Earning an Online Gerontology Bachelor's Degree

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The U.S. Census Bureau estimates a steep increase in the population aged 65 and over, which is projected to reach 83.7 million by 2050. As our society ages, professionals with specialized gerontological training enjoy more employment opportunities in a variety of settings, including hospitals, nursing and rehabilitation facilities, clinics, and social service agencies.

An online bachelor’s degree in gerontology offers fulfilling career possibilities for students who possess a genuine concern and commitment to the physical, psychological, and social challenges that older people face. This guide provides information about the field of gerontology, accredited online programs, graduation requirements, financial aid, and career and salary potential.

Overview of Gerontology Degrees

Gerontology incorporates multidisciplinary perspectives from biology, sociology, and psychology for the scientific study of and the problems of aging. An online bachelor’s in gerontology offers an appealing educational option for practitioners already working in healthcare and related fields or those caring for an aging family member.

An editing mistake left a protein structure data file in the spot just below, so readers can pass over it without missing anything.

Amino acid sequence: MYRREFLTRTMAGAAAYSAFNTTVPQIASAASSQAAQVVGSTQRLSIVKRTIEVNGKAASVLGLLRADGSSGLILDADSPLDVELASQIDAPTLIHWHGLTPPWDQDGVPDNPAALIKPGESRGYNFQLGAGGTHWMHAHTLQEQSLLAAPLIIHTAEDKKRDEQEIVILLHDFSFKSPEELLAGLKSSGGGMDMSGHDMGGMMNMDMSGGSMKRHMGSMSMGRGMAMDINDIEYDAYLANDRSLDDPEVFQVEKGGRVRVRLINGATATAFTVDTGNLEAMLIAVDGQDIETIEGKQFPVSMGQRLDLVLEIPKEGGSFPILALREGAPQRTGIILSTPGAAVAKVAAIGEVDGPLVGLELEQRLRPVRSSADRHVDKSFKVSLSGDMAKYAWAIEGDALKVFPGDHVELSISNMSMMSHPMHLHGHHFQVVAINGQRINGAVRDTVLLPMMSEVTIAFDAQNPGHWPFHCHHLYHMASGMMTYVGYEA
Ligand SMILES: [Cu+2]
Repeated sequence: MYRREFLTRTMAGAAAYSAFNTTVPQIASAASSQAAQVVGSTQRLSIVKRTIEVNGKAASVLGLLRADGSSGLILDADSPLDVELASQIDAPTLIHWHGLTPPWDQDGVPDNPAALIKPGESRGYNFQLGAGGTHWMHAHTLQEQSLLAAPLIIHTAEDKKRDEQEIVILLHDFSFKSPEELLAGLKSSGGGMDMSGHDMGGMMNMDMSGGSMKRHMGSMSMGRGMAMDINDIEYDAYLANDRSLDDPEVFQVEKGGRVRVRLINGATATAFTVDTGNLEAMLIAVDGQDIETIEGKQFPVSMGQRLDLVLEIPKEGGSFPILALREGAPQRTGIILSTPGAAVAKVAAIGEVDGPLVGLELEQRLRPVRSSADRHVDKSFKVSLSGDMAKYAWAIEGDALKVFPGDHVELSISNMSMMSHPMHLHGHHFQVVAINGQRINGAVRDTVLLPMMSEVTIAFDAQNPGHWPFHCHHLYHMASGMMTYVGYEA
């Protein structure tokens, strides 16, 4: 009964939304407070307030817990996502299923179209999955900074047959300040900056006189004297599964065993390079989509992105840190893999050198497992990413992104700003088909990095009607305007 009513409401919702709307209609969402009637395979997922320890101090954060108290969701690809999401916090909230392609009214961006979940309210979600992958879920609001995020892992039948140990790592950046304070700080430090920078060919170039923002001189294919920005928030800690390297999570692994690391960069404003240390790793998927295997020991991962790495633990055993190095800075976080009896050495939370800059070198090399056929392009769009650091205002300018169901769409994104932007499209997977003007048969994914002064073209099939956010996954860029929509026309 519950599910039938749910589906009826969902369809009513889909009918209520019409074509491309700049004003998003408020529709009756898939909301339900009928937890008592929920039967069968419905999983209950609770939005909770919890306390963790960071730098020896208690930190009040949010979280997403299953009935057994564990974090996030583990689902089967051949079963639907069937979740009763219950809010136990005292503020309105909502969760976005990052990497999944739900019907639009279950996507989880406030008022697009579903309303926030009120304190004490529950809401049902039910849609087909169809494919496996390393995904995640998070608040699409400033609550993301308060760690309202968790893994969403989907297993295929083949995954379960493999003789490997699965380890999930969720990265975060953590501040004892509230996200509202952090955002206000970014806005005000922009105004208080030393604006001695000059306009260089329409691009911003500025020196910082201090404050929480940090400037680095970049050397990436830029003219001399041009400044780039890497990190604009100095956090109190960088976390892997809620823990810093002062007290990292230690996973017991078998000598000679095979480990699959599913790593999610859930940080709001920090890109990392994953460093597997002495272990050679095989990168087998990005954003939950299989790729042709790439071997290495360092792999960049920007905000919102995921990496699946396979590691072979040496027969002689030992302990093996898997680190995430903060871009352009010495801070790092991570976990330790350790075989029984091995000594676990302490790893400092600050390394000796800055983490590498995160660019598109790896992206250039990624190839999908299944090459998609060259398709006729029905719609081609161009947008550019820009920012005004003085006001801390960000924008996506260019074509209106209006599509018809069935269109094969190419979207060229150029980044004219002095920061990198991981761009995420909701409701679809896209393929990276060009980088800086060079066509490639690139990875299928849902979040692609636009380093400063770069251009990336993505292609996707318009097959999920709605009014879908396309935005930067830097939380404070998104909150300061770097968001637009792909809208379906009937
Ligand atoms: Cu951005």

Gerontology programs also attract traditional college-age students with an interest in social services, who maintain and promote the wellbeing of the elderly, and their quality of life. An online gerontology degree delivers the same curriculum as campus-based programs, while offering the flexibility needed by students who must work or manage personal commitments while attending school. Some distance learning and hybrid programs may require occasional travel to campus for face-to-face classes or a period of residency to complete a supervised practicum or internship.

The career outlook for gerontology degree holders has never been more promising. Between 2016 and 2026, the U.S. Bureau of Labor Statistics (BLS) projects a 16% expansion of entry-level positions in social and human services, and an 18% increase for social and community service managers. As the U.S. population ages, gerontology specialists may find promising career paths in other sectors that require expertise and understanding of this demographic group, including education, marketing, and policy and advocacy work.

Application Process